This configuration allows a single design for spacious habitation modules for space exploration. A module can be used to transit space and land on an exobody surface. The crew then reconfigures multistory decks as required or desired. As many decks may be provided for maximum flexibility.
For all decks, mounting hardware can be relocated. During transit, crew can float and translate. Upon landing, the same habitat contains the elements to provide multiple stories. Concentric rings built into the bulkheads provide stability and separation during transit, but provides a platform to deploy decks which useful for a Hab lander. Tracks for decks are integrated into ladders, which are integrated into bulkheads, etc. This aids in lifting and positioning decking during deployment in a greater than zero g environment. This design uses at least two ladders with adequate clearance for hardware.
This concept does not increase overall launch volume, because all mounting hardware and decks would be present in any design for any length mission. If more volume is anticipated, the module can be made longer, similar to some long haul aircraft have standard body and extended body configurations, with relatively minor changes between them. The hab module structures could be designed thinner and lighter as they have to be able to sustain loads on final destination, but not launch or landing loads; this saves launch and transit weight. Can be disassembled and returned to an open configuration as desired for return.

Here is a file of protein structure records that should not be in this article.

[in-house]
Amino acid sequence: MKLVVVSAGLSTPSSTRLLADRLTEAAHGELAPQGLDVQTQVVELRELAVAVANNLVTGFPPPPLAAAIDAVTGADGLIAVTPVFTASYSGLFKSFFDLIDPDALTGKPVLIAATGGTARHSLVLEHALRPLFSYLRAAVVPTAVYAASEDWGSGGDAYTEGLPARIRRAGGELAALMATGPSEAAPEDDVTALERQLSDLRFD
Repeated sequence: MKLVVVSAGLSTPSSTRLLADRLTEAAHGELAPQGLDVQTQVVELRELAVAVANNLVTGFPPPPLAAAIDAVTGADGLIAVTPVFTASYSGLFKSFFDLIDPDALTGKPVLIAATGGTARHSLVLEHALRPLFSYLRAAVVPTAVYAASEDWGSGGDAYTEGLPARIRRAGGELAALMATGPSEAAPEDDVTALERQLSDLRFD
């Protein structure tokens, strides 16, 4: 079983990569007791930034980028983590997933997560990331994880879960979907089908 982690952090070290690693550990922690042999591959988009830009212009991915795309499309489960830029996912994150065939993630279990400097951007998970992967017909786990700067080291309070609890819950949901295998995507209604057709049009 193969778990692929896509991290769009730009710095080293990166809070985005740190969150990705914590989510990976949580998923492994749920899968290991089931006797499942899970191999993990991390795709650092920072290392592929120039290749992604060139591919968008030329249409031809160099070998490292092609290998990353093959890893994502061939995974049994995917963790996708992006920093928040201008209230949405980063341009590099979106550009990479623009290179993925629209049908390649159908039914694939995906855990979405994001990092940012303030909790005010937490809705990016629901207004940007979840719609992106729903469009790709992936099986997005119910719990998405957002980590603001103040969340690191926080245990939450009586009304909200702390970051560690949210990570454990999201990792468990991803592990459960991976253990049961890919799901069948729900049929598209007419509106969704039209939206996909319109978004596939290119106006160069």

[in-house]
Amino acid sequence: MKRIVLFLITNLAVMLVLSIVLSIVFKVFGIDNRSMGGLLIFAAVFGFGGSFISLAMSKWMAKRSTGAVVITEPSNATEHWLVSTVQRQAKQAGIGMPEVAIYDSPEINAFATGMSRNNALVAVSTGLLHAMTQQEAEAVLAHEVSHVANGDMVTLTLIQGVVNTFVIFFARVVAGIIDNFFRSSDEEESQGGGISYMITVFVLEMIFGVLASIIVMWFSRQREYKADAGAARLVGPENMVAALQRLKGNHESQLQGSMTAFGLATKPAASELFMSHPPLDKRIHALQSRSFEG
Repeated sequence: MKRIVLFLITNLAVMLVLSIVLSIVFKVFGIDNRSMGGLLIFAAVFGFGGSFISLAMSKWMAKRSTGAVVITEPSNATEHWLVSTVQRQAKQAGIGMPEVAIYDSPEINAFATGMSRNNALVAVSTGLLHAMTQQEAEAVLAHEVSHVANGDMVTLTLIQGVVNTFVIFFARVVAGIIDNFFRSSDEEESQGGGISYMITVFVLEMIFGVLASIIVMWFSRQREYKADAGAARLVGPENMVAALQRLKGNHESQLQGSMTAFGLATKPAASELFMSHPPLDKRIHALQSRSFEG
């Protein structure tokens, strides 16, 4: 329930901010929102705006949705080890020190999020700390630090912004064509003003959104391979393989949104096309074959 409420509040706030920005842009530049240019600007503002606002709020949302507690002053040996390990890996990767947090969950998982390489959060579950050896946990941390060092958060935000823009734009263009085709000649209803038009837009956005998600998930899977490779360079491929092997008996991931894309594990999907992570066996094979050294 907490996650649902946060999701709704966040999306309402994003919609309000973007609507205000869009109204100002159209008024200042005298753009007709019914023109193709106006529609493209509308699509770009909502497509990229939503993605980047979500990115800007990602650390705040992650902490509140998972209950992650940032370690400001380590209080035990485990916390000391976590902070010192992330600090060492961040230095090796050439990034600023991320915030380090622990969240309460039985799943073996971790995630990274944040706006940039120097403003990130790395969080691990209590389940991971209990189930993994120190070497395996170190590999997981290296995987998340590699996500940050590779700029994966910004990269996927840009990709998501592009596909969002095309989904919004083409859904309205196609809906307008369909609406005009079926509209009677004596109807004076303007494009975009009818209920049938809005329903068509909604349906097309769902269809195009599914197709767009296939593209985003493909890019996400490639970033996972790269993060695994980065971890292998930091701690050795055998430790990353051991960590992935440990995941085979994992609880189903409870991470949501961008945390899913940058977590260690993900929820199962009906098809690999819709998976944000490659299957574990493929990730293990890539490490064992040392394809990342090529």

A major advantage is one design is used for the transit and for the lander. This does not preclude use of any present exploration vehicle, the hatch design should remain compatible with any hatch anticipated for space travel. Another is that separate arrangements for manifesting supplies are not necessary, everything is on one lander. In addition, the transit vehicle has open space. Long missions will require larger modules than may be considered at this time. Crew health will be easier to maintain, as quarters are less cramped.